Home Institution

The University of Virginia

Publication Date

Fall 2021

Program Name

Mexico: Migration, Borders, and Transnational Communities


Over the past century, the Mexican government has continued to reproduce dominant, colonial relationships with its indigenous populations. Within the last few decades, clashes between harmful neoliberal visions of national development and continued demands for indigenous autonomy have only intensified. In the context of such events, this present work seeks to explore a specific conception of community identity, coined as la comunalidad, in the Sierra Norte region of Oaxaca. After the breakdown of its most fundamental tenets, I will attempt to both underscore its position as a framework of resistance in combatting historical and ongoing state-organized aggressions against these communities, as well as its fundamental role in the subsequent construction of various aspects of local autonomy. Finally, I will look towards internally defined challenges to the reproduction of such models of community organization. Throughout the paper, special attention will be paid to the contemporary and global value of such alternative community development strategies for the re-imagining of more harmonious social and environmental futures.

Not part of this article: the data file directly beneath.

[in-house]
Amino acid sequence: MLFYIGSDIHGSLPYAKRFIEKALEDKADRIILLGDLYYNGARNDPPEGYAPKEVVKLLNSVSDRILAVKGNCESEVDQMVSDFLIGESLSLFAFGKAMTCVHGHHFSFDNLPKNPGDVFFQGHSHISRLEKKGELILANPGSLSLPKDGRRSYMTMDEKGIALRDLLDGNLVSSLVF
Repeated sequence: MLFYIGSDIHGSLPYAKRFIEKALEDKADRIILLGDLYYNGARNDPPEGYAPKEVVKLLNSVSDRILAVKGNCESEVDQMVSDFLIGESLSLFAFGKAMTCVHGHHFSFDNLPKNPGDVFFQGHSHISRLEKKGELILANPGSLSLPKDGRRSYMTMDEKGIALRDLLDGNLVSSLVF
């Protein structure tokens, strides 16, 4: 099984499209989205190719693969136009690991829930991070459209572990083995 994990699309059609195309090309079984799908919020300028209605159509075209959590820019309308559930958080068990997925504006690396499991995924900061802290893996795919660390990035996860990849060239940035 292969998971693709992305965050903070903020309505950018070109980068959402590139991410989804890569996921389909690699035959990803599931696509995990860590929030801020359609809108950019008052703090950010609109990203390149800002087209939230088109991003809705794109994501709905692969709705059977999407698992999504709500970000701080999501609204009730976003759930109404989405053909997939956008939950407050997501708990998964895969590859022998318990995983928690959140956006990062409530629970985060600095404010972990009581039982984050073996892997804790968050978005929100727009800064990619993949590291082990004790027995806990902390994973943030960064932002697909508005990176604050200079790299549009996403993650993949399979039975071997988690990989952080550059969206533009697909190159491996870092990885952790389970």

Civic and Community Engagement | Development Studies | Indigenous Studies | Latin American History | Latin American Languages and Societies | Latin American Studies | Peace and Conflict Studies | Politics and Social Change | Social Justice


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